It was that original wise man that the king now sawOn Rosh Hashanah, all things return to their origin. And that includes our souls. before him. This man to whom he owed his entire kingdom, for in those distant woods he was not king, and if not for this man, he would never have been king again.
Had this man sinned against him? No, not this wise man. That would not be possible. Rather, some corrupted, later version of his persona had surrendered to wicked temptation. The wise man himself, in his pristine origin, was purely good and eminently loyal.
We, too, return to our origin. That is the most essential meaning of the shofar blowing. It is a primal scream, a reaching deeper and yet deeper into the heart and soul, to a place that cannot be spoken, that cannot be articulated in any way other than as the raw, primitive call of an animal’s horn. It is our origin, the initial conception of a being capable of discovering the Author within the story, the King within His Kingdom. That which we call the human soul.
“They sat with the king in his craft…”3
“With whom did He consult when He came to make the world? With the souls of the righteous.”4
And so the Great Magid of Mezritch, the great teacher of teachers, heir to the Baal Shem Tov, taught that the very first seed of being that lies at the essence of all things can be found deep at the core of the human soul.5 So to speak, it was that core-essence of our souls with whom G‑d consulted before the very outset of Creation.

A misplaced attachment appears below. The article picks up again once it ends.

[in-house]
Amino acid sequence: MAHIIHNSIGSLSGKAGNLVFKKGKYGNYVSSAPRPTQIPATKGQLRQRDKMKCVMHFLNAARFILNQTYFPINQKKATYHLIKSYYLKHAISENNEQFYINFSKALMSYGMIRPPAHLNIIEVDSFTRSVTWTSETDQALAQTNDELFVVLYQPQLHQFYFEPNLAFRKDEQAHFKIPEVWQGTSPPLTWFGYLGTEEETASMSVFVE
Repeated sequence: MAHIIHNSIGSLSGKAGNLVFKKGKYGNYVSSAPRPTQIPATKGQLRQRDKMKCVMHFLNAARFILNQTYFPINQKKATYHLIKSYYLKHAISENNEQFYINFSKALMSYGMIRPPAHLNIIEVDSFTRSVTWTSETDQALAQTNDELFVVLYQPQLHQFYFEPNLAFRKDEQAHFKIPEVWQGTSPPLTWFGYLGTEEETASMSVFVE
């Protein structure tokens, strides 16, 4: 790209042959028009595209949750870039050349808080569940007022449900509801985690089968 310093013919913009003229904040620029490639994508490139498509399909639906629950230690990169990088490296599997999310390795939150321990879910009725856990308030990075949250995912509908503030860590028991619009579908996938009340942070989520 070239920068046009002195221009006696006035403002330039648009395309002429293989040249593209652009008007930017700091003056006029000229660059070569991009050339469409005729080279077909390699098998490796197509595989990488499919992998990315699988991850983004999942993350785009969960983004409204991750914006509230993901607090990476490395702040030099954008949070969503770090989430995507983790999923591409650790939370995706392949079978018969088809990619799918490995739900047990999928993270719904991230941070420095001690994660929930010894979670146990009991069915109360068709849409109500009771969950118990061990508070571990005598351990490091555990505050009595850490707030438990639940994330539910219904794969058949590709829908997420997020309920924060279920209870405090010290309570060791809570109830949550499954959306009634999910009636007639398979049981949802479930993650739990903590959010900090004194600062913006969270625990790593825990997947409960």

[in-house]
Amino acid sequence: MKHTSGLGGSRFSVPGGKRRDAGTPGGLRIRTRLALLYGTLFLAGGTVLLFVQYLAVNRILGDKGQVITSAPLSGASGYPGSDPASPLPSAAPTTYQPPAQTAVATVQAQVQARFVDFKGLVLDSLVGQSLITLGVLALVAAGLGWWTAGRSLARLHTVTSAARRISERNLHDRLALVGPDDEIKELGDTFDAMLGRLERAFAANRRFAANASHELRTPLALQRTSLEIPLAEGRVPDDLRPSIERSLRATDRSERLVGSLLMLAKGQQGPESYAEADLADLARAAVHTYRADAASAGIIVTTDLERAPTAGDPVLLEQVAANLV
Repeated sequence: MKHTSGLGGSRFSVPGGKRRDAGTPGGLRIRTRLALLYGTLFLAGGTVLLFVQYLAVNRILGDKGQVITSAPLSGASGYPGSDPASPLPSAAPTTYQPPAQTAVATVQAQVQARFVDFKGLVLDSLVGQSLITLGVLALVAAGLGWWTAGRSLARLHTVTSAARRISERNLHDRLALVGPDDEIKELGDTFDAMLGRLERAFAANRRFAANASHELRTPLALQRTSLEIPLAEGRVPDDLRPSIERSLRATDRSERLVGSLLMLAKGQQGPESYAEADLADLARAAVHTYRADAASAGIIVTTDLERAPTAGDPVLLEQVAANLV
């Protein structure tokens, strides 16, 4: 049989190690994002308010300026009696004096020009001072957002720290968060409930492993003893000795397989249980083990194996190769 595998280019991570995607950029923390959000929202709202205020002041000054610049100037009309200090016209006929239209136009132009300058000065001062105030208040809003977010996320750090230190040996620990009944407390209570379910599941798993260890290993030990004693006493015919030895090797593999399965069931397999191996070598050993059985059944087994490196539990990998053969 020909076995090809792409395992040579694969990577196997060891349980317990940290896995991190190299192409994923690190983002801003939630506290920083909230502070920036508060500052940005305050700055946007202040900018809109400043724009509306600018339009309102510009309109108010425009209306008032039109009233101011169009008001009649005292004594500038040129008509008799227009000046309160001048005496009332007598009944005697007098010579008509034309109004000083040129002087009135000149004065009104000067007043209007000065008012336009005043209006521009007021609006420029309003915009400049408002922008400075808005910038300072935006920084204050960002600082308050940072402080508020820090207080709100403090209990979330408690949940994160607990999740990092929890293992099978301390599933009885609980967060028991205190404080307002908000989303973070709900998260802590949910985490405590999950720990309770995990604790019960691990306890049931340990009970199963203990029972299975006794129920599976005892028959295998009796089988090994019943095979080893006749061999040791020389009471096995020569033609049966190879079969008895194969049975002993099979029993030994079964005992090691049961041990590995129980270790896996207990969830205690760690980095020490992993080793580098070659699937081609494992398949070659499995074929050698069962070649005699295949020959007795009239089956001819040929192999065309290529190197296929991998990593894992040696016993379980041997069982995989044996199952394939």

And yet deeper: What was it that G‑d chose as His tachlis in this creation business? In truth, it was nothing less than a glimmer of Himself. As an author desires to breathe into his work the most intimate expression of his own self—the same, indeed, with any artist or creator—so the Creator of All Things desires that each and all of His creations should speak out His unspeakable essential being.
In that sense, we are very much His brainchild—our souls, at their origin, are that glimmer of Self that He envisioned within His creation.
Which is why Yom Kippur can only be after that day of the beginning of all beginnings, once things have returned to their origin, on Rosh Hashanah. When we return to our essential tachlis as well.
Because there we are not strangers. Because there, yes, we do live in an intimate relationship with the Creator of all things. Because there, when we return to that place, then G‑d says, “I have found you, and you are a pure and innocent child.” And now we can say, “So let us begin all over again. How could anything come between us?”
Because it all depends on us.6
Who Needs It?
Just as you thought we had everything solved, it turns out we have only created for ourselves a yet bigger problem: Who needs Yom Kippur altogether?
On Rosh Hashanah, as explained, the pristine quintessence of our souls bursts out in all its glory in the cry of the shofar. Now there are no stains of sins, no wounds of battle. Whatever occurred here in our world, within time and space—none of this could ever affect that connection between the very essence of your soul and the very essence of G‑d.
If so, everything is forgiven. Just as the king must forgiveWe have only created for ourselves a yet bigger problem: Who needs Yom Kippur altogether?the wise man who brought him back to his throne, so G‑d forgives every Jew.